One such performance of this song can be found on YouTube as Armstrong, flanked by the great Trummy Young, delivers good tidings before letting the trombonist go off on a terrific solo tangent. Armstrong takes control when Young is through, and brings his one-of-a-kind solo styling to the plate. Trombone and clarinet figures move beautifully around Armstrong during this woozy, relaxed performance and, while this is just one of many songs that Armstrong performed in his career, it really strikes a chord and reflects what the great Satchmo was all about.


Judging a book by its cover can be dangerous, and something that jazz writers probably succumb to more often than they'll admit. Encountering piles of recordings—arriving on a weekly or daily basis—makes it all-too-easy to take one look at an album and make a snap judgment about whether it might be review-worthy or not. Perhaps the writer is already familiar with the some of the musicians on the CD, or some of the material, and this might sway them in one direction or the other. Substandard packaging might make an album seem less desirable to crack open, and any number of other factors can influence the fate of a review.

When I cracked open my copy of Dana Lauren's It's You Or No One (Self Produced, 2010), I have to admit that I almost fell prey to the look-before-you-listen form of judgment. The cover photo and interior shot of Lauren, possessing an attractive and sensuous Idina Menzel-meets-Lea Michele-like appearance, made me wonder if this was just a case of somebody trying to cash in on looks while ignoring music quality. Fortunately, I went forward, learned my lesson, and was completely floored by Lauren's album. One listen made it easy to see why Arturo Sandoval generously heaped his praises upon Lauren, and felt compelled to work with her.


Related Video

comments powered by Disqus

More Articles

Read Making Cents Of It All: Jazz Enters The Money Jungle Old, New, Borrowed and Blue Making Cents Of It All: Jazz Enters The Money Jungle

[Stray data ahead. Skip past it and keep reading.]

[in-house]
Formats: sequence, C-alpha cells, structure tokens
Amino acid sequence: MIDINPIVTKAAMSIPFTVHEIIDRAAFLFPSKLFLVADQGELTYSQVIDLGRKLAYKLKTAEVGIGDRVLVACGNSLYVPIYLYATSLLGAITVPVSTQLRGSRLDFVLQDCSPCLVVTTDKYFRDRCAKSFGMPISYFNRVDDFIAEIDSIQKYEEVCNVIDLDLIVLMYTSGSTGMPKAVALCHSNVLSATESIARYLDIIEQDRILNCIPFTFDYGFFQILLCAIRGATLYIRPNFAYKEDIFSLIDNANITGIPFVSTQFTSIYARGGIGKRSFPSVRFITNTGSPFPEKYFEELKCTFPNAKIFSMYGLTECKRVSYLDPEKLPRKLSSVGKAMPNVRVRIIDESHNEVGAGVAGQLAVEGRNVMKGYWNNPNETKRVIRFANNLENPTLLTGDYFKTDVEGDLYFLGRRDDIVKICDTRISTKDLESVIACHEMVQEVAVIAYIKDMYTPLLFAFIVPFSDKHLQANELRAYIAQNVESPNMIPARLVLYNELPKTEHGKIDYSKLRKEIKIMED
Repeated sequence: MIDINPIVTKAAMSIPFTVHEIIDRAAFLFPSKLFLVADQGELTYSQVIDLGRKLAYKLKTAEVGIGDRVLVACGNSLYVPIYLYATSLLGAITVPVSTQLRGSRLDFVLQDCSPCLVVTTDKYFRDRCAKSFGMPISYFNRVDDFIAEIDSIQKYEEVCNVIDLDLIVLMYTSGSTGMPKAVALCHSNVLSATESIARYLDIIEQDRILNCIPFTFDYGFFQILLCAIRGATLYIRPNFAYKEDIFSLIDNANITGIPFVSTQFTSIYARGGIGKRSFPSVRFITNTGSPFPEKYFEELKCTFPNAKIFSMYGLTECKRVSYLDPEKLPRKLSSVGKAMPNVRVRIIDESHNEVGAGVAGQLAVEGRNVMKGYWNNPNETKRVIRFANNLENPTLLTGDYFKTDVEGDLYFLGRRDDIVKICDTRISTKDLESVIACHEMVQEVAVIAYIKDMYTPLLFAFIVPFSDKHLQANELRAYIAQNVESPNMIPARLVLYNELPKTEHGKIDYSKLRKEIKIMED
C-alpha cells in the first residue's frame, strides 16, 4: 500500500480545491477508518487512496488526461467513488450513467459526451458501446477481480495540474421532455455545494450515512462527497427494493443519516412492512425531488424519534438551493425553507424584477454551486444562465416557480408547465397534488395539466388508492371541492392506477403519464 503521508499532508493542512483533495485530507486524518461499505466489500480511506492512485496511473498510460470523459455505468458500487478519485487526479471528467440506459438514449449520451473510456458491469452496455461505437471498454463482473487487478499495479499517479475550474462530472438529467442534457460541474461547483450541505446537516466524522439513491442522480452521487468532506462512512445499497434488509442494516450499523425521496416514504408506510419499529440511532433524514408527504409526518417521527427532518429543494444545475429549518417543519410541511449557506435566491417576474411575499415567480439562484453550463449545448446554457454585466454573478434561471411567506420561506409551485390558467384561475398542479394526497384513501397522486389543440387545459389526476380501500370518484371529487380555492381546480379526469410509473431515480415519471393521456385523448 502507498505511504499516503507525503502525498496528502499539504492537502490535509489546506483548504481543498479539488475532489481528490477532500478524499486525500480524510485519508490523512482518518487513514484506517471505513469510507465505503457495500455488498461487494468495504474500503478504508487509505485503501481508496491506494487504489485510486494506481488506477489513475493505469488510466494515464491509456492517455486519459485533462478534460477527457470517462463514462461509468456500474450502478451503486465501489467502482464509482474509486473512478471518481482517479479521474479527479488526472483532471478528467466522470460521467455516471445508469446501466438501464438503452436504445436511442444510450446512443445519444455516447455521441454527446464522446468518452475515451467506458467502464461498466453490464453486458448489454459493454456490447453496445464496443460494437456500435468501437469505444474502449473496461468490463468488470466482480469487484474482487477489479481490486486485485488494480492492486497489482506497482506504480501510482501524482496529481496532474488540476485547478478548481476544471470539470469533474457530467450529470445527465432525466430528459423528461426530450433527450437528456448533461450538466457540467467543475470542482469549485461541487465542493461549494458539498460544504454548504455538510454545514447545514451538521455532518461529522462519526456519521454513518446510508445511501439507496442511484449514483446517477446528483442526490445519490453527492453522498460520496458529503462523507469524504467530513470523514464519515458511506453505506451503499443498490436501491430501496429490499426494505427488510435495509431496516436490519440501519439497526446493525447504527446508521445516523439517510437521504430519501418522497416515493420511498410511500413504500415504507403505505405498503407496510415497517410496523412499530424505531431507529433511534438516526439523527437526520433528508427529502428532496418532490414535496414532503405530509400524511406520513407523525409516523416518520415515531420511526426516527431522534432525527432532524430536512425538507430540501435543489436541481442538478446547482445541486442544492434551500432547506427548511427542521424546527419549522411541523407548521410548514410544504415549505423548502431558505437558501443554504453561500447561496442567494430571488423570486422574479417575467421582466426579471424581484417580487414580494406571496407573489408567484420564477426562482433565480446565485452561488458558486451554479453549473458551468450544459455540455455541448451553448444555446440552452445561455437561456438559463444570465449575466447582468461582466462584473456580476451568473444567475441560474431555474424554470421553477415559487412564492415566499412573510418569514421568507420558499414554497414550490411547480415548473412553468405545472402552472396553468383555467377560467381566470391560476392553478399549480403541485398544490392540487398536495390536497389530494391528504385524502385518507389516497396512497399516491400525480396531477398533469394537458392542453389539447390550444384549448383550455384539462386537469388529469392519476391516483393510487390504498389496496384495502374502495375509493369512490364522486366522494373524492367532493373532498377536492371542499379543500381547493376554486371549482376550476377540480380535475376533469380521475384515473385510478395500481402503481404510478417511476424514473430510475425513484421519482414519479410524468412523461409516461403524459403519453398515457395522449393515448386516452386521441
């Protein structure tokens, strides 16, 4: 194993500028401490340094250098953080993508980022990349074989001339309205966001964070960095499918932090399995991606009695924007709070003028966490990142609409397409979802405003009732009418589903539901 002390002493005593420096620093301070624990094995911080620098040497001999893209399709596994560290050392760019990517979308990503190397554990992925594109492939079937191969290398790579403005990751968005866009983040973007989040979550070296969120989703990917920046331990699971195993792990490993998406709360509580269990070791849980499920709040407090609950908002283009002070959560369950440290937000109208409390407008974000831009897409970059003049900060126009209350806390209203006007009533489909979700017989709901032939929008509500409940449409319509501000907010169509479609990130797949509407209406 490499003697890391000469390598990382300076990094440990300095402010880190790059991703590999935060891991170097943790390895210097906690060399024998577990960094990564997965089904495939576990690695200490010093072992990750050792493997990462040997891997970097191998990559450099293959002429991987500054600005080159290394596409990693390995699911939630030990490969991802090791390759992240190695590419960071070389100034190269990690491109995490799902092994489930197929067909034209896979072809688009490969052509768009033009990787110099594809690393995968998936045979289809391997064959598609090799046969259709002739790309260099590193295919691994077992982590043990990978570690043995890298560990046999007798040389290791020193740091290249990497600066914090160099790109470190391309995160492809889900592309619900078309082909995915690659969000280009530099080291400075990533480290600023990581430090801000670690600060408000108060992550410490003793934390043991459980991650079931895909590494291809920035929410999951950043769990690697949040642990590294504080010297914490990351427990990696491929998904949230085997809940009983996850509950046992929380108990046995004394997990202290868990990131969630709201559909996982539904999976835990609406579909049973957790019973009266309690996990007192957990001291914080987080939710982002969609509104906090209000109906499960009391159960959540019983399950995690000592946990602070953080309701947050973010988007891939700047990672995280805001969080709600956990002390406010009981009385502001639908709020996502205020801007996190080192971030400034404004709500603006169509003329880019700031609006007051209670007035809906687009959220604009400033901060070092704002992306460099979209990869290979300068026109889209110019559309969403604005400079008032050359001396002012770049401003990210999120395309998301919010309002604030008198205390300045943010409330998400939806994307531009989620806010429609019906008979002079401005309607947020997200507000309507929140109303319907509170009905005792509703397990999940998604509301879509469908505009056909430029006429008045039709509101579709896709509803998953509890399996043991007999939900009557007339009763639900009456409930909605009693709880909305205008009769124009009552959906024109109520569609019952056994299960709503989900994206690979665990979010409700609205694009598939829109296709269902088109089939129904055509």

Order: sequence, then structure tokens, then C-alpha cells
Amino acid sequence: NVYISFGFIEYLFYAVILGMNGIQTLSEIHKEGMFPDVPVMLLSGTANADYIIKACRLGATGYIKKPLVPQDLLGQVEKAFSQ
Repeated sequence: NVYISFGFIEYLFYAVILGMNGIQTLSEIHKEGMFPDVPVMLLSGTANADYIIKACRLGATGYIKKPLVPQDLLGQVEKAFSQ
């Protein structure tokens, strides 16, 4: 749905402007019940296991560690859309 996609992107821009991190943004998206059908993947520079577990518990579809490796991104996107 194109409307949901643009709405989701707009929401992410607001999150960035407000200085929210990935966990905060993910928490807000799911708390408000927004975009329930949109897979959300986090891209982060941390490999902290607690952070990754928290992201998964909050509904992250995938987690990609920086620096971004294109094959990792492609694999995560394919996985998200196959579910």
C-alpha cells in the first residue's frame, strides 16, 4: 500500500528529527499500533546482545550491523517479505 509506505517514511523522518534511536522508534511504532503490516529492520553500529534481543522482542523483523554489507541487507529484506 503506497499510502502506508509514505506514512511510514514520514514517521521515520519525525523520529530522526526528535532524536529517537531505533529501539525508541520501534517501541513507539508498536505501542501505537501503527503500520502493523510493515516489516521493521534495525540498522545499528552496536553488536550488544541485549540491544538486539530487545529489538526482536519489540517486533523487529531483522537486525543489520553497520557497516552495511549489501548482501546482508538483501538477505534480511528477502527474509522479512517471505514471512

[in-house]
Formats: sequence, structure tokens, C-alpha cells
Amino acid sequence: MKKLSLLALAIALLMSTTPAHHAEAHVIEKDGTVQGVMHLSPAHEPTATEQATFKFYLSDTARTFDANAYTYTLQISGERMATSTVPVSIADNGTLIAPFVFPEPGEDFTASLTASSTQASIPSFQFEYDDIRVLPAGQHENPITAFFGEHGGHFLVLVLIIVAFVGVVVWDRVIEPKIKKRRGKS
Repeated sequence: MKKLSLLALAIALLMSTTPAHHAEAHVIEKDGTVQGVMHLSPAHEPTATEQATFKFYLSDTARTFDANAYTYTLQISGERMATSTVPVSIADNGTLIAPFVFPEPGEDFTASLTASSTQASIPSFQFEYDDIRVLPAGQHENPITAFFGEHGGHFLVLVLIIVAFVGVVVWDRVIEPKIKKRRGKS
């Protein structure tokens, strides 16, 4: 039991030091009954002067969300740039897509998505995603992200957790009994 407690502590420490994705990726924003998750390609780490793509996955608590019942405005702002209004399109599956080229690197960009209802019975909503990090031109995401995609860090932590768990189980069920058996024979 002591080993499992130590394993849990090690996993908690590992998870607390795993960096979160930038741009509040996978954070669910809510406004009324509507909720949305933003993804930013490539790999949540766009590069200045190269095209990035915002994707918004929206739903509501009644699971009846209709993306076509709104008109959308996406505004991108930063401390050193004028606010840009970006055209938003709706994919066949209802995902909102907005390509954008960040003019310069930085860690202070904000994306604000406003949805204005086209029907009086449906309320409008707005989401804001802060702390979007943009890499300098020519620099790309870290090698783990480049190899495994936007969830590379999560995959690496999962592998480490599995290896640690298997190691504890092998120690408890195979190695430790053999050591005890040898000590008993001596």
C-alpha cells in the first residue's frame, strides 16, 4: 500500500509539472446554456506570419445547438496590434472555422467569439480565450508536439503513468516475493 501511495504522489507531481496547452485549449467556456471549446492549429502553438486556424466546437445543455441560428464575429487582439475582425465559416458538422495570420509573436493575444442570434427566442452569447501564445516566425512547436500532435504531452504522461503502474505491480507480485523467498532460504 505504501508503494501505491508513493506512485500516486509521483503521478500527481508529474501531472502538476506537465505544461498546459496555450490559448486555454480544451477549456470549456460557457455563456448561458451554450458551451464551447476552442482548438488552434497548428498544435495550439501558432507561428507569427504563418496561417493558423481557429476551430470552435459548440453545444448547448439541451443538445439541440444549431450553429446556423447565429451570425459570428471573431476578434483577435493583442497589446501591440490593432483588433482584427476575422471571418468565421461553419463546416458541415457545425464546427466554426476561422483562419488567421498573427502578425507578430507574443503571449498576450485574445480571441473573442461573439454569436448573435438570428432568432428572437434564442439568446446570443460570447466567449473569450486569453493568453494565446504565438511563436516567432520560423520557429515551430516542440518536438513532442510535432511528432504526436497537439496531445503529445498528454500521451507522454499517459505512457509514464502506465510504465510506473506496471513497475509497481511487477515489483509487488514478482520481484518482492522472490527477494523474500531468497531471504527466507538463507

by Dan Bilawsky
Published: April 19, 2011
Read Jazz Takes To The High Seas Old, New, Borrowed and Blue Jazz Takes To The High Seas
by Dan Bilawsky
Published: March 7, 2011
Read Taken with Terrasson Old, New, Borrowed and Blue Taken with Terrasson
by Dan Bilawsky
Published: February 2, 2011
Read John Williams' Jazz Old, New, Borrowed and Blue John Williams' Jazz
by Dan Bilawsky
Published: January 3, 2011
Read Soul And The Abstract Proof: Searching For Soul And Its Meaning In Jazz Old, New, Borrowed and Blue Soul And The Abstract Proof: Searching For Soul And Its...
by Dan Bilawsky
Published: November 29, 2010
Read Jazz Is For The Birds: An Aviary In Song Old, New, Borrowed and Blue Jazz Is For The Birds: An Aviary In Song
by Dan Bilawsky
Published: October 27, 2010
Read "Paul Chambers: Paul Chambers Quintet - 1957" My Blue Note Obsession Paul Chambers: Paul Chambers Quintet - 1957
by Marc Davis
Published: March 3, 2017
Read "Mats Gustafsson" What I'm Listening to Now Mats Gustafsson
by Vincenzo Roggero
Published: June 15, 2017
Read "Jazz at the Nash Volume 2: Roots in AZ" In Pictures Jazz at the Nash Volume 2: Roots in AZ
by Dave Kaufman
Published: September 14, 2017
Read "Listening For The Secret: The Grateful Dead And The Politics Of Improvisation" Book Reviews Listening For The Secret: The Grateful Dead And The...
by Ian Patterson
Published: December 10, 2017

Support All About Jazz's Future

We need your help and we have a deal. Contribute $20 and we'll hide the six Google ads that appear on every page for a full year!